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Adoption Expand / Collapse
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Posted Tuesday, March 3, 2009 8:06 PM


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Comments posted to this topic are about the item Adoption






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Post #667802
Posted Wednesday, March 4, 2009 4:56 AM
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Personally I am typically an early adopter. But that is for me, at home, where if i don't get email or do my frivolous things, no money is lost. Corporately I prefer to wait a bit. Not necessarily for SP1 or SP2 but for the initial kinks of upgrading to come to the surface. A lot of this has been alleviated with the method of letting release candidates out to the public in several phases.

The bigger issue I face is customers who want to upgrade however can't because the underlying application is not ready for it yet. It can be quite the pickle sometimes. For example one customer is facing memory contention and not because the server lacks but because SQL Server 2000 std does. Logically they would just upgrade to SQL Server 2008 except for the fact that the application version they are running only supports 2000 or 2005. So we go with 2005. Their hardware is slated for replacement this fall and not a moment sooner. If they are replacing the hardware why not just do an application upgrade to leverage 2008 and install 2008 thus giving them a full life cycle on the hardware without interruption. So much plays into it and it can sometimes be hard to empower the customers to make a decision at all because of the complexity of the situations or their lack of understanding.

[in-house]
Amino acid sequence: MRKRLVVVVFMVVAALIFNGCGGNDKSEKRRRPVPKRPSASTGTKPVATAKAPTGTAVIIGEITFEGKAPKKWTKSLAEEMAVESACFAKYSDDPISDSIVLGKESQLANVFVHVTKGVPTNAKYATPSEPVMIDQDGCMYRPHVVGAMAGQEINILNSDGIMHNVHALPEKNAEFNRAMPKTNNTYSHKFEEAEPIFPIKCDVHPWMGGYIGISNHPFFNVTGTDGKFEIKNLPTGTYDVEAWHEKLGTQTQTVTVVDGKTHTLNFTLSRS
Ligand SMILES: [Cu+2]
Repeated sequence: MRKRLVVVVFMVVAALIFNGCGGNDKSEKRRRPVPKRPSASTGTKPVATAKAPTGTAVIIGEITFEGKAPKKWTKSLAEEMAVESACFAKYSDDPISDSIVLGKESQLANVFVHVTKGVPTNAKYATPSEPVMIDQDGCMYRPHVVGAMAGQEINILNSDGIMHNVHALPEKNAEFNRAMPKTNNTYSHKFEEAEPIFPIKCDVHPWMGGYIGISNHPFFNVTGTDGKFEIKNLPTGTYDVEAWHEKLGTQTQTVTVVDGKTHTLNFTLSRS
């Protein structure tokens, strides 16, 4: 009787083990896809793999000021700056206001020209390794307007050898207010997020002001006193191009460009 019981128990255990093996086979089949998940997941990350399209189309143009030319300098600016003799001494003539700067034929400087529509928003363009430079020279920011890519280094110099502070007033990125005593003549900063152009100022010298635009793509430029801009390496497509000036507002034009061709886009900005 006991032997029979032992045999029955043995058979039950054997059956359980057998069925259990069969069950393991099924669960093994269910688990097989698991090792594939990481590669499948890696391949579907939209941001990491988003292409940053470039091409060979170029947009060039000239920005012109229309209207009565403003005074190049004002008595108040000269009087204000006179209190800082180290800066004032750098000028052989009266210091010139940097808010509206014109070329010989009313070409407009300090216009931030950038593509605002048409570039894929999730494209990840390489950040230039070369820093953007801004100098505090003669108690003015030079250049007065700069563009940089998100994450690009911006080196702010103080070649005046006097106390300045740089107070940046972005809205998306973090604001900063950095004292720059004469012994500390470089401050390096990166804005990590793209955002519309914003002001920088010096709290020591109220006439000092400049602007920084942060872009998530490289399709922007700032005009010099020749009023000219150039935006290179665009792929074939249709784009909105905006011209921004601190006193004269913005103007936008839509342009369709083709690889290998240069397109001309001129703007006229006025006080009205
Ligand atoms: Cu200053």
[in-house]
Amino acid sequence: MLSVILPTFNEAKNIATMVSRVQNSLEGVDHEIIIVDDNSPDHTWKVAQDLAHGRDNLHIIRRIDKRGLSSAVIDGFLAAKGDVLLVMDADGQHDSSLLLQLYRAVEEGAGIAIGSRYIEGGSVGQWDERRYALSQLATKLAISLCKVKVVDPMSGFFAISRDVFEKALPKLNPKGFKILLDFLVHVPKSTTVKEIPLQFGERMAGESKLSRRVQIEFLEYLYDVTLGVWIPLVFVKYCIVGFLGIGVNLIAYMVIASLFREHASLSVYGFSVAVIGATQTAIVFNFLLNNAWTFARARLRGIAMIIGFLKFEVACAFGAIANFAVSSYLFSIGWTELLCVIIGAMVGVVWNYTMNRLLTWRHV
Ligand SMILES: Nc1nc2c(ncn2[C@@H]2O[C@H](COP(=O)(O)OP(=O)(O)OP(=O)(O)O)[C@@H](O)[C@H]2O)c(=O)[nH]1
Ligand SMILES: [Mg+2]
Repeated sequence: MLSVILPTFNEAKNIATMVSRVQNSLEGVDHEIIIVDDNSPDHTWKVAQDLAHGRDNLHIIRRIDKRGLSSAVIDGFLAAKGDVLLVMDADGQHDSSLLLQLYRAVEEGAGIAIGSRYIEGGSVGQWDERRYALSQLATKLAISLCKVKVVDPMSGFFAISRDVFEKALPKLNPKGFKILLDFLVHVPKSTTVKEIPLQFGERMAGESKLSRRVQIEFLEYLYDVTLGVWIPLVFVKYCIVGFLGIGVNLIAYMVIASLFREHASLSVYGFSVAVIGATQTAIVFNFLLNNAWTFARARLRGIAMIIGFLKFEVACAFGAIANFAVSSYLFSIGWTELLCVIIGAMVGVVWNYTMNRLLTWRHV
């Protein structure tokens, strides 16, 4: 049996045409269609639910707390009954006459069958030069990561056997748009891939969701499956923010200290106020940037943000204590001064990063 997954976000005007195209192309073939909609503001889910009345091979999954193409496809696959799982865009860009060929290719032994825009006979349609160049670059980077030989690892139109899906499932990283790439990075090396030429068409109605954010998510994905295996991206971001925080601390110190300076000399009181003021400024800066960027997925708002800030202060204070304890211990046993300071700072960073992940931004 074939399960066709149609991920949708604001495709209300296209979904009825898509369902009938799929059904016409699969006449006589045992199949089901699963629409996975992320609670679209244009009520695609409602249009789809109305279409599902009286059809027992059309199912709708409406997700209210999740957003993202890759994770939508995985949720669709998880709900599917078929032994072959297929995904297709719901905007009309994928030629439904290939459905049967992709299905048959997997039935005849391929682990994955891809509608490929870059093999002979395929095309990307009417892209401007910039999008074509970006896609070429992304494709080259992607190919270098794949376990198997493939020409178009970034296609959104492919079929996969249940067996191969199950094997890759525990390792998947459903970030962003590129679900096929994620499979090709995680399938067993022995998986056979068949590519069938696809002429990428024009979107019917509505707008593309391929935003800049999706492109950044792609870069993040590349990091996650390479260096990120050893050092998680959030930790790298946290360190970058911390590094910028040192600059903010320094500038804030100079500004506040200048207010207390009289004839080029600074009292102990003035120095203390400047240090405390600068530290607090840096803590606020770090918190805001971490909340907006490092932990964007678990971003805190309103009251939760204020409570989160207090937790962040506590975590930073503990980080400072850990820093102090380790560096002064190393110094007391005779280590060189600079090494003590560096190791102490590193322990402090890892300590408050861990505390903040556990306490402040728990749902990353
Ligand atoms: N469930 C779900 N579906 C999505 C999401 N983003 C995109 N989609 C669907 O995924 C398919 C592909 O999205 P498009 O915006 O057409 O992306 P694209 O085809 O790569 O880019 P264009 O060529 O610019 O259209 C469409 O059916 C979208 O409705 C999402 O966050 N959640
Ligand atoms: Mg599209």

Post #668016
Posted Wednesday, March 4, 2009 5:05 AM


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I have a project in SQL 2008 to take advantage of spatial data. All the rest of the projects are in SQL 2005.

Projects running on older version of SQL take time to upgrade to the next version of SQL but the ones developed from the scratch are more likely to be in latest SQL version.


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Post #668023
Posted Wednesday, March 4, 2009 5:19 AM
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We currently have no systems running SQL 2008. We have a couple 2000 instances, but mostly 2005. We run into two problems as far as upgrading to 2008. Primarily it is that the vendor purchased software that we have is not supported on 2008. Second is budget factors in the sense that newer hardware costs we would have are not typically available in our budget.

As far as whether to upgrade or not I am on the fence. It would be nice to have the latest software and hardware, but costs often prohibit that. The other side is that if your program is functioning well and has been for years, what advantages does one get from simply upgrading the DB.

At the rate we are going, I likely won't see a 2008 installation until well after the next version would be released.

Mark
Post #668037
Posted Wednesday, March 4, 2009 6:00 AM


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Steve -